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23 Oct 07: Speech by Pensions Ombudsman at launch of Annual Report for 2006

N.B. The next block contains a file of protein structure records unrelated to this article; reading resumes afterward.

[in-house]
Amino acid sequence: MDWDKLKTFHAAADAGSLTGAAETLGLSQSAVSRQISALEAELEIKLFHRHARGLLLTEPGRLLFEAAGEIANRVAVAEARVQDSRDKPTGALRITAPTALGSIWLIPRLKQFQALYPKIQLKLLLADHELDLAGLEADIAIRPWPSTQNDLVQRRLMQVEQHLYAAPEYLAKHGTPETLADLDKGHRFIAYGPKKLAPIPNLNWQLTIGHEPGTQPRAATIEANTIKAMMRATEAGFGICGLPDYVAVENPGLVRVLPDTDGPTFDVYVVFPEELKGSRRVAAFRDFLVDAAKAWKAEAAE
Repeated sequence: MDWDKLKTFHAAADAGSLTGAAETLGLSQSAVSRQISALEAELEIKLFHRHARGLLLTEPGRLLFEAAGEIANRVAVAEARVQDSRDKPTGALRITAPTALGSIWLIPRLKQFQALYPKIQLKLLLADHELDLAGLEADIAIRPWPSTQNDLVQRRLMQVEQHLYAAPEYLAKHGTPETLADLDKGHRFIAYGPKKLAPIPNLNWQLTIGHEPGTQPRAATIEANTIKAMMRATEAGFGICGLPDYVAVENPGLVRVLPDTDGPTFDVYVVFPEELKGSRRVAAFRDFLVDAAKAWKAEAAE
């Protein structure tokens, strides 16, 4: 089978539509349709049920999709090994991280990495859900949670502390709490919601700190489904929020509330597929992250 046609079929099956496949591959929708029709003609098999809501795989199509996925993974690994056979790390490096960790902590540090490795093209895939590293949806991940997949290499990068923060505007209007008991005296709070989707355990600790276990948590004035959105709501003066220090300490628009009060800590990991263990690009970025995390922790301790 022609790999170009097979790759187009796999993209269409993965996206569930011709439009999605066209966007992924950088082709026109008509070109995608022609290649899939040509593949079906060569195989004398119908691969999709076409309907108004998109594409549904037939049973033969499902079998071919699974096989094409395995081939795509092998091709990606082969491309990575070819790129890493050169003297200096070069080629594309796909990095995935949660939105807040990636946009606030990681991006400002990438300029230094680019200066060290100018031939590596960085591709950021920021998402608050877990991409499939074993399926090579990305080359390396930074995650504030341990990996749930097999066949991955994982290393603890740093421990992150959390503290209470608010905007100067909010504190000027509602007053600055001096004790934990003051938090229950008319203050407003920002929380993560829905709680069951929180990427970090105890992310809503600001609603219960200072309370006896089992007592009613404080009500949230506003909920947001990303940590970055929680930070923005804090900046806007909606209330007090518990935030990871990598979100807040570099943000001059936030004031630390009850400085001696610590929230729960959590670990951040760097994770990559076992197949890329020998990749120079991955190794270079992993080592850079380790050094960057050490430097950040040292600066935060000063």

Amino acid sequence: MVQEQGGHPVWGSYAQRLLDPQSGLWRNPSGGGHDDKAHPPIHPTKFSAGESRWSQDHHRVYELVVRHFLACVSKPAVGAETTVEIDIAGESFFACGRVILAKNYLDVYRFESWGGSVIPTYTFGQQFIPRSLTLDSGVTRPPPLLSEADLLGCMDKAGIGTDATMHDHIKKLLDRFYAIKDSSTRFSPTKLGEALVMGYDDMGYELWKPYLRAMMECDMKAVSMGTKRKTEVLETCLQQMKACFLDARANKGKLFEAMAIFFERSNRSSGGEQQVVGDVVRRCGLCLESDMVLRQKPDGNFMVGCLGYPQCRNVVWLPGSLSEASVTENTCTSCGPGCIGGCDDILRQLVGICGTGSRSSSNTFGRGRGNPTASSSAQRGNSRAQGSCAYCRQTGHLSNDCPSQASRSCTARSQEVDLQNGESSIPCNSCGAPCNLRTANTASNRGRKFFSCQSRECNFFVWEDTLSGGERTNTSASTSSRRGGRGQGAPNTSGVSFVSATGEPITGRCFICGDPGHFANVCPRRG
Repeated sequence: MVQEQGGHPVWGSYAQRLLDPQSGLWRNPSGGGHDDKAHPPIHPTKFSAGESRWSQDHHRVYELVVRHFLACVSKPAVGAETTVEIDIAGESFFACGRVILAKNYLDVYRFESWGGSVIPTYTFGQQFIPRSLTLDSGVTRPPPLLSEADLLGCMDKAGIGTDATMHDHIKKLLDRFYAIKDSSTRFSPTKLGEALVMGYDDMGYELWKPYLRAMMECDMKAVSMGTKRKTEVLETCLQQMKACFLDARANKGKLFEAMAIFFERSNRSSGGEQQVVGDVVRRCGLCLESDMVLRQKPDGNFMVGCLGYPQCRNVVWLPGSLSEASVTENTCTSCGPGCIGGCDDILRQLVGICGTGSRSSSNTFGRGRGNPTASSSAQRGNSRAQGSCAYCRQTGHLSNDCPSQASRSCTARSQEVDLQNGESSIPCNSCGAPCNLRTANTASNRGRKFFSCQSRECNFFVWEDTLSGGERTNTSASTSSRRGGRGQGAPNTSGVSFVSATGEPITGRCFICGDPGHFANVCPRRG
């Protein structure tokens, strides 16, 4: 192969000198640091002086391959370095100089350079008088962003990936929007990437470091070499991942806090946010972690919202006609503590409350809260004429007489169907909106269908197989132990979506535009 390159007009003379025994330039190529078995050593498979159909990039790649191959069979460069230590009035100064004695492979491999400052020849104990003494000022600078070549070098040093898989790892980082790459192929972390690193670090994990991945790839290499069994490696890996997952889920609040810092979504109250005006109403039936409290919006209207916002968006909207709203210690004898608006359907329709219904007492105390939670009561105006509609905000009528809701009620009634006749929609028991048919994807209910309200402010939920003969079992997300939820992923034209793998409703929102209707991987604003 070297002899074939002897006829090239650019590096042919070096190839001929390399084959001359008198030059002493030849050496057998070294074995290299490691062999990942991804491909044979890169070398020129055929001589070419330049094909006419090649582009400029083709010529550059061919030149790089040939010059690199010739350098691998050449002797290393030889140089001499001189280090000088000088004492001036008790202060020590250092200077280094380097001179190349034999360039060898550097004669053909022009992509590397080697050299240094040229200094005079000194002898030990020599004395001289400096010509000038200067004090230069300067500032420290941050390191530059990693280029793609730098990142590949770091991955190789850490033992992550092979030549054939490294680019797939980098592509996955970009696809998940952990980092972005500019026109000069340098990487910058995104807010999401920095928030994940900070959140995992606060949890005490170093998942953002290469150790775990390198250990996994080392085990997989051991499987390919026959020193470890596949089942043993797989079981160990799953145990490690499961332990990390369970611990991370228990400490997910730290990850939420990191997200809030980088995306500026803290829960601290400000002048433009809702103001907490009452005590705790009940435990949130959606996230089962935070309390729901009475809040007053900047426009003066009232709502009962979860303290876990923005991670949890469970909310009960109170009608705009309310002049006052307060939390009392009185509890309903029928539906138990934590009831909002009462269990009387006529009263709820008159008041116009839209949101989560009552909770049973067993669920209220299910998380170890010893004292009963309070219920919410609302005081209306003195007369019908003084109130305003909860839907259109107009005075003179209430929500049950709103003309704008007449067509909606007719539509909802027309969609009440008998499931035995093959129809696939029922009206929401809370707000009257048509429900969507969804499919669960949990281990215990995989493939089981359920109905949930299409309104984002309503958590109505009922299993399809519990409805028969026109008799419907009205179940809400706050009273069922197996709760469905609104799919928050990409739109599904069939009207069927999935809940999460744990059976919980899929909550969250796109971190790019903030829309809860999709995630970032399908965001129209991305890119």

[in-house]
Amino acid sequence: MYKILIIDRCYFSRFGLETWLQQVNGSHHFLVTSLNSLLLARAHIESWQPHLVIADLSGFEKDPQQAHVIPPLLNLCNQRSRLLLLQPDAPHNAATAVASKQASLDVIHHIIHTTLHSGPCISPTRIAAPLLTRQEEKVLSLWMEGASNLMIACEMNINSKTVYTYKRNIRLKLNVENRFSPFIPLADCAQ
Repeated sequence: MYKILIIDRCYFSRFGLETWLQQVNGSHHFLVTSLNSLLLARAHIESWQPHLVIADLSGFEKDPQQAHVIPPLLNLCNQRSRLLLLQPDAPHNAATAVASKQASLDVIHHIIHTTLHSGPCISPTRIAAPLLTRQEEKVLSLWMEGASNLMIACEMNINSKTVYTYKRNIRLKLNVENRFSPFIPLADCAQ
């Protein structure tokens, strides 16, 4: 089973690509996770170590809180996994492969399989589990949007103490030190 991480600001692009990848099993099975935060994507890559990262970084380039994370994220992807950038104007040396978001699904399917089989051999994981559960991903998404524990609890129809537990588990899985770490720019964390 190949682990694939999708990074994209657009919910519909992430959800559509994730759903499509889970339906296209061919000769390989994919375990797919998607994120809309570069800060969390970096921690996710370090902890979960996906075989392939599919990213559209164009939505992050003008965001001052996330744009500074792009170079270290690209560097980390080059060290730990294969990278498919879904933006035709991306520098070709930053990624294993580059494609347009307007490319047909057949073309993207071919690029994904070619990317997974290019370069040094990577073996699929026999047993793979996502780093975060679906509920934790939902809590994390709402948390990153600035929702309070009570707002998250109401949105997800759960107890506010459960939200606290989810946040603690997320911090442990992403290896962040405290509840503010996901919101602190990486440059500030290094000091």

A Aire, a dhaoine uaisle: Tá áthas mór orm fáilte a chur romhaibh go léir inniu. Ba maith liom buíochas a ghabháil leatsa, a Aire, as teacht annseo chun an Tuarascáil Bhliantúil a láinséail ar mo shon. ‘Sí 2006 an tríú bhliain iomlán ina raibh m’oifig-se i mbun oibre, agus is cúis áthais dom an tuarascáil seo a chur os do chomhair, atá cheana féin os comhair an Oireachtais. Minister, ladies and gentlemen: it gives me great pleasure to welcome you to the launch of the Annual Report for 2006, the third full year of operation of my office. I am grateful to you, Minister, for taking time out from your busy schedule to be with us today, to perform your first official function for my Office since your appointment as Minister for Social and Family Affairs. I wish to say that I and my staff value the support that your Department has always given us since the office was founded in 2003. Since the publication of my last Annual Report, we’ve had our ups and downs. There was quite a bit of movement on the staff side. I would like to thank and pay tribute to the work of Ger Hughes, Martina Brennan and Michelle O’Keefe and, of course Jean O’Toole, our office manager who did so much to help to set up the office. At the same time, I welcome to our staff Ciaran Creagh, John Sheehan, Joe Dempsey, Darina Breen and Niall Fallon. One by-product of all the movement was a lengthening case list. I am happy to say that, although complaints are now coming in faster than they were a year ago, we have managed to cut our average turnaround times. That couldn’t have happened without the dedication of Kevin Lonergan, Joan Bray and Caitriona Collins, who have been with me since 2003. Trade was quite brisk again in the past year The overall number of new complaints received was 439, up about 13% on 2005. We had carried forward 291 into 2006. We closed 307 during the year and finished up with 423 going forward into 2007. To the end of September this year, the total of new files opened is 369, an increase of 10% on last year. But the number of files closed is up by 85%, at 383 this year so far. We had 3088 telephone enquiries last year. To the end of September this year, 2517 were received – about 8% up on the same period last year. That puts us on target for about 3400 this year. In 2006, 61 determinations were made (and 32 complaints were upheld in full or in part). That’s down on the previous year, although the percentage upheld has increased quite a bit – from 32% to 52%. In addition to that, we settled 117 cases by mediation, and 75% of these went in favour of the complainant. Overall then the success rate of complainants improved considerably during the year from about 53% last year, to 67% this year. It’s hard to tell why this is the case – perhaps some of the complaints we received in earlier years were problems of long standing, where complainants had refused over the years to accept that that they had no case, but brought them to us anyway. Not all successful cases involve compensation, or money changing hands. Sometimes, an apology, or a piece of information, is enough to settle a complaint. Apart from the settled and mediated cases, 62 were concluded with general advice given, one was not proceeded with and 56 were discovered after examination to be outside our terms of reference for one reason or another. 10 complainants were referred for internal disputes resolution, and never heard from again. That’s not to say some of them won’t resurface in the future. Cases outside my jurisdiction were referred to the Department of Social and Family Affairs, the Pensions Board or the Financial Services Ombudsman, as appropriate. I would like here to record my appreciation of the very close co-operation we receive from all of these bodies. A Memorandum of Understanding was signed during the year with the Pension Board, to complement the one already in place with the Financial Services Ombudsman and the Financial Regulator. I would also like to record, in his absence, the co-operation of Clive Slattery and his team in the Revenue Commissioners, and of your own staff, Minister. Social Welfare records are a valuable asset to us in many of our investigations. We have power under the Act to obtain these and we value the speedy response given by your staff to our requests. Last year I mentioned the hope I had of bringing in a new case management system. This was the victim of Murphy’s Law – we were so busy with our cases that we hadn’t the time required to draw up tender documents and do all the other housekeeping that surrounds this project. I am happy to say that the project is now well in hand and the new system should be up and running by the end of 2007. I have always maintained that we need to learn from what happens in our dealings with complaints and disputes. I am pleased to say that some of what we learned has been translated into changes to the Pensions Act and the Regulations. I have complained in the past about delays in completing Internal Disputes Resolution, which is needed before I can take a complaint for investigation. Now the process can be deemed exhausted if it is not completed on time. It can also be waived completely if circumstances justify this – but not in Public Authority schemes. In the past I have complained about the lack of urgency in some public sector areas in dealing with problems. That has improved in some instances but unfortunately, the health service continues to be a huge area of difficulty – and one where a significant number of complaints are brought. Many of these relate to the cost of buying back service that was previously non-pensionable, because it was part-time or temporary. My concern has been to see that members were not unfairly overcharged because of lengthy administrative delays. In some cases I am afraid that people who are very close to retirement age when they finally get to pay for their back service may lose out on tax relief – for which I can’t compensate them. Some superannuation sections are simply not well resourced, and this results in the neglect of the internal customer – very often, front-line staff with patients to look after and no time to follow up on their pension problems. They deserve better. Part of the problem is that service is calculated in years and days – and very often it is broken service, spread over a number of years. I wonder what good purpose is served by spending huge amounts of time calculating entitlements with minute accuracy, just to make sure someone doesn’t get a few cents more than they are strictly entitled to? You will be aware, Minister, that I have particular issues about the operation of Internal disputes resolution in the Public Sector generally. These schemes contain a statutory right to appeal to a Minister or Ministers. Our experience is that the three-month deadline prescribed by the Pensions Act for completing this process is not being honoured in some parts of the public service. Delay is no help to anyone. We need to find some way of instilling a sense of urgency in those who are charged with handling these appeals on behalf of Ministers. I defended last year my policy of not naming those involved in complaints. My main concern here is to protect the privacy of the individual who complains. One category which will be named are those against whom enforcement orders will be sought. This is where my determinations have not been complied with. We now have Rules of Court concerning applications to the Circuit Court for enforcement orders, and we should see applications for several of these in the near future. In addition we have a few respondents whose conduct is so outrageous that, when the cases are determined, I will report on them specially, as they ought to be named and shamed. In my report I have welcomed the introduction of civil penalties for breaches of the Pensions Act, and the increases in penalties for breaches of the Act. The civil penalties regime is now in operation and I can assure the Pensions Board that this Office will co-operate fully with them in their efforts to secure compliance with the Act. I am please also to say that Rules of Court now exist for appeals against my determinations. There have been three appeals so far, all dating from before the Rules of Court. In one of them an important point of law has been decided as a preliminary issue. One was heard and my determination was upheld in part – but unfortunately, a very important point of law wasn’t decided in that process. The third appeal still hasn’t gone to hearing. Every year I mention the Construction Workers Pension scheme as one of my best customers. That hasn’t changed. There are still depressing numbers of complaints about the failure of employers to register members or to pay contributions; and, worst of all, the theft by employers of contributions that have been deducted and not remitted to the pension scheme. I am pleased to say that we have been able to recover significant amounts of money for employees who have been disgracefully treated by their employer. However, in a small number of cases, there is nothing we can do – the employer has ceased to trade, gone out of business, and we can’t recover the money. Even the limited protection given by the Insolvency law is missing in many of these cases, as very often, no liquidator is appointed to these companies. Every year I mention the problem of the large numbers of allegedly self-employed workers in the construction industry. I believe that steps are being taken to tackle this problem. Every year I mention the need to clarify the position of companies which describe themselves as employment agencies, but so far nothing has been done. I am pleased to say that something has been done about Income Continuance Plans – prolonged disability insurance. Following legal advice, my colleague, Joe Meade, is able to deal with a great many of these complaints. For the past few years I have been banging on about temporary immigrants, and how I believe they should be allowed to export the little bit of capital that is their pension savings when they return permanently to their own countries. I will be making detailed representations about this – among other things - in the context of last week’s Green Paper. Recent Press reports have characterised the consultation process as away of postponing action. I don’t agree. All the discussion that has gone on previously has not produced consensus or a sense of direction. I hope everyone who cares about retirement provision will take the opportunity that the Green Paper presents to air their views, their wisdom and even their prejudices, and take the consultation process seriously. Far too many people stay silent when they have an opportunity to speak, and then complain afterwards that the wrong thing was done. I have written a good deal in this report about the design of pension schemes. A lot has been written about the demise of defined benefit schemes, the emergence of all kinds of hybrid arrangements, and the adequacy or otherwise of contribution levels to defined contribution schemes. I am concerned with technical flaws in design that produce bad results for the member. Schemes where the cost of death and sometimes disability benefits are a first charge on fixed contributions. If these are not carefully watched, there is a danger – and it certainly does happen – that the cost of these benefits will erode pension savings as members get older and insurance gets more expensive. There are schemes set up as Target benefit schemes – no promise, but a general undertaking to give the member an approximate benefit at retirement. If these are not kept under careful review, they can be very dangerous, as market conditions, life expectancy and so on, change over the years. Pension professionals involved in these cases need to be extremely careful about what they sell – and about after-sales service as well. That said, I must also recognise that there is very great number of scheme members and their dependants who are paid their benefits, as they become due and in the amounts that are due. It wouldn’t do to get complacent about it, but far more is done right in this industry than is done wrong. In conclusion, Minister, I wish to thank you and the senior staff of your Department – in particular, the Secretary General, Bernadette Lacey and her predecessor, John Hynes, Alice O’Flynn, Anne Vaughan, who has moved to An Taoiseach, her successor Orlaigh Quinn, Paul Cunningham, Finbarr Hickey and Dave Keogh , as well as staff in Accounts, Facilities Management, Personnel and IS Services – for the invaluable support that I have received since this Office was established and that I continue to receive in its ongoing operation. I believe it is money well spent. And lastly, I also wish to thank my most valuable asset - my own staff. I wish to record my own appreciation of their hard work, their patience, their commitment, their multi-tasking ability – and the support they give me and to the complainants who come to this office, looking for someone to right a wrong, real or imagined, or just seeking a sympathetic ear to share their pension problems.